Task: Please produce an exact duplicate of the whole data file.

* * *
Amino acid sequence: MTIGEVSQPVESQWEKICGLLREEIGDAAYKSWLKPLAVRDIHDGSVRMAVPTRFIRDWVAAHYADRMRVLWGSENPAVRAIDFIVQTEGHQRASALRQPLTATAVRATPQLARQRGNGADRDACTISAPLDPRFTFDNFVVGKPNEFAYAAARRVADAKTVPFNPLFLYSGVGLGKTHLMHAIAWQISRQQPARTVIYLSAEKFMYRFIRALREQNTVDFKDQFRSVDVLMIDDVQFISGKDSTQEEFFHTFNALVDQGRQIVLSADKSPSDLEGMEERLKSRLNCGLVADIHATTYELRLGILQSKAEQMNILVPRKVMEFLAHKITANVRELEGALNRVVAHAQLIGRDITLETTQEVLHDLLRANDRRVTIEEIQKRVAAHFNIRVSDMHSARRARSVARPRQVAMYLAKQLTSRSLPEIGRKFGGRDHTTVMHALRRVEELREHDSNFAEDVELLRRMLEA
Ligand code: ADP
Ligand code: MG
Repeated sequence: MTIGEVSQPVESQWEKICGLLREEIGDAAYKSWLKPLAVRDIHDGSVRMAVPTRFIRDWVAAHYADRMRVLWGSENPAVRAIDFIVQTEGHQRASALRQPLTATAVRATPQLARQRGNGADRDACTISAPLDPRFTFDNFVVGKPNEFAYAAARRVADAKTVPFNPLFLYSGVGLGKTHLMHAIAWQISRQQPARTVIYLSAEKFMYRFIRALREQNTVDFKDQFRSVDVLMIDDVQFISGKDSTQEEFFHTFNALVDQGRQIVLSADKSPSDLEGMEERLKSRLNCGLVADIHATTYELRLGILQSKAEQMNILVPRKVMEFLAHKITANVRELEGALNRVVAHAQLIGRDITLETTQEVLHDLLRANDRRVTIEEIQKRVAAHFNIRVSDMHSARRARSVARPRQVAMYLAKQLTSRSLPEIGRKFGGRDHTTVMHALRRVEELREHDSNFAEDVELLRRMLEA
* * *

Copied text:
Amino acid sequence: MTIGEVSQPVESQWEKICGLLREEIGDAAYKSWLKPLAVRDIHDGSVRMAVPTRFIRDWVAAHYADRMRVLWGSENPAVRAIDFIVQTEGHQRASALRQPLTATAVRATPQLARQRGNGADRDACTISAPLDPRFTFDNFVVGKPNEFAYAAARRVADAKTVPFNPLFLYSGVGLGKTHLMHAIAWQISRQQPARTVIYLSAEKFMYRFIRALREQNTVDFKDQFRSVDVLMIDDVQFISGKDSTQEEFFHTFNALVDQGRQIVLSADKSPSDLEGMEERLKSRLNCGLVADIHATTYELRLGILQSKAEQMNILVPRKVMEFLAHKITANVRELEGALNRVVAHAQLIGRDITLETTQEVLHDLLRANDRRVTIEEIQKRVAAHFNIRVSDMHSARRARSVARPRQVAMYLAKQLTSRSLPEIGRKFGGRDHTTVMHALRRVEELREHDSNFAEDVELLRRMLEA
Ligand code: ADP
Ligand code: MG
Repeated sequence: MTIGEVSQPVESQWEKICGLLREEIGDAAYKSWLKPLAVRDIHDGSVRMAVPTRFIRDWVAAHYADRMRVLWGSENPAVRAIDFIVQTEGHQRASALRQPLTATAVRATPQLARQRGNGADRDACTISAPLDPRFTFDNFVVGKPNEFAYAAARRVADAKTVPFNPLFLYSGVGLGKTHLMHAIAWQISRQQPARTVIYLSAEKFMYRFIRALREQNTVDFKDQFRSVDVLMIDDVQFISGKDSTQEEFFHTFNALVDQGRQIVLSADKSPSDLEGMEERLKSRLNCGLVADIHATTYELRLGILQSKAEQMNILVPRKVMEFLAHKITANVRELEGALNRVVAHAQLIGRDITLETTQEVLHDLLRANDRRVTIEEIQKRVAAHFNIRVSDMHSARRARSVARPRQVAMYLAKQLTSRSLPEIGRKFGGRDHTTVMHALRRVEELREHDSNFAEDVELLRRMLEA